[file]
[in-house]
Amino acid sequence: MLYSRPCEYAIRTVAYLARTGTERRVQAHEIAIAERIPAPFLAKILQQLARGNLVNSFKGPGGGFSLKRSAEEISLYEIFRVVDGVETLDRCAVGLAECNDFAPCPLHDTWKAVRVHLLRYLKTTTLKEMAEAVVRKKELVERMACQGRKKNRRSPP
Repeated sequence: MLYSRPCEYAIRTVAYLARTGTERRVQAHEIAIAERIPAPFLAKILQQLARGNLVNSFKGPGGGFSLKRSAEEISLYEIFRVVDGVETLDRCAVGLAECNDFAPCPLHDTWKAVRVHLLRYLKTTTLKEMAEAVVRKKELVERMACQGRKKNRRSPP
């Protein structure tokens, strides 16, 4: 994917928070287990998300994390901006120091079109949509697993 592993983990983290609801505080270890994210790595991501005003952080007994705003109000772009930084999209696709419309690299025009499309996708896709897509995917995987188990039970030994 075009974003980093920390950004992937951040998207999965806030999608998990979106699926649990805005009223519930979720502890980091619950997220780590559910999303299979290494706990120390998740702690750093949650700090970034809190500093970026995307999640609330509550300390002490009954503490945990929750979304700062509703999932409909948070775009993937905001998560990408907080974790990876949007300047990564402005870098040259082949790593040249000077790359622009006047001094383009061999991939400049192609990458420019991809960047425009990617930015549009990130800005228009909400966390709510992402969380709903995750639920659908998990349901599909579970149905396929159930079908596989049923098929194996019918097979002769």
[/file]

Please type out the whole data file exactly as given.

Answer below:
[in-house]
Amino acid sequence: MLYSRPCEYAIRTVAYLARTGTERRVQAHEIAIAERIPAPFLAKILQQLARGNLVNSFKGPGGGFSLKRSAEEISLYEIFRVVDGVETLDRCAVGLAECNDFAPCPLHDTWKAVRVHLLRYLKTTTLKEMAEAVVRKKELVERMACQGRKKNRRSPP
Repeated sequence: MLYSRPCEYAIRTVAYLARTGTERRVQAHEIAIAERIPAPFLAKILQQLARGNLVNSFKGPGGGFSLKRSAEEISLYEIFRVVDGVETLDRCAVGLAECNDFAPCPLHDTWKAVRVHLLRYLKTTTLKEMAEAVVRKKELVERMACQGRKKNRRSPP
């Protein structure tokens, strides 16, 4: 994917928070287990998300994390901006120091079109949509697993 592993983990983290609801505080270890994210790595991501005003952080007994705003109000772009930084999209696709419309690299025009499309996708896709897509995917995987188990039970030994 075009974003980093920390950004992937951040998207999965806030999608998990979106699926649990805005009223519930979720502890980091619950997220780590559910999303299979290494706990120390998740702690750093949650700090970034809190500093970026995307999640609330509550300390002490009954503490945990929750979304700062509703999932409909948070775009993937905001998560990408907080974790990876949007300047990564402005870098040259082949790593040249000077790359622009006047001094383009061999991939400049192609990458420019991809960047425009990617930015549009990130800005228009909400966390709510992402969380709903995750639920659908998990349901599909579970149905396929159930079908596989049923098929194996019918097979002769």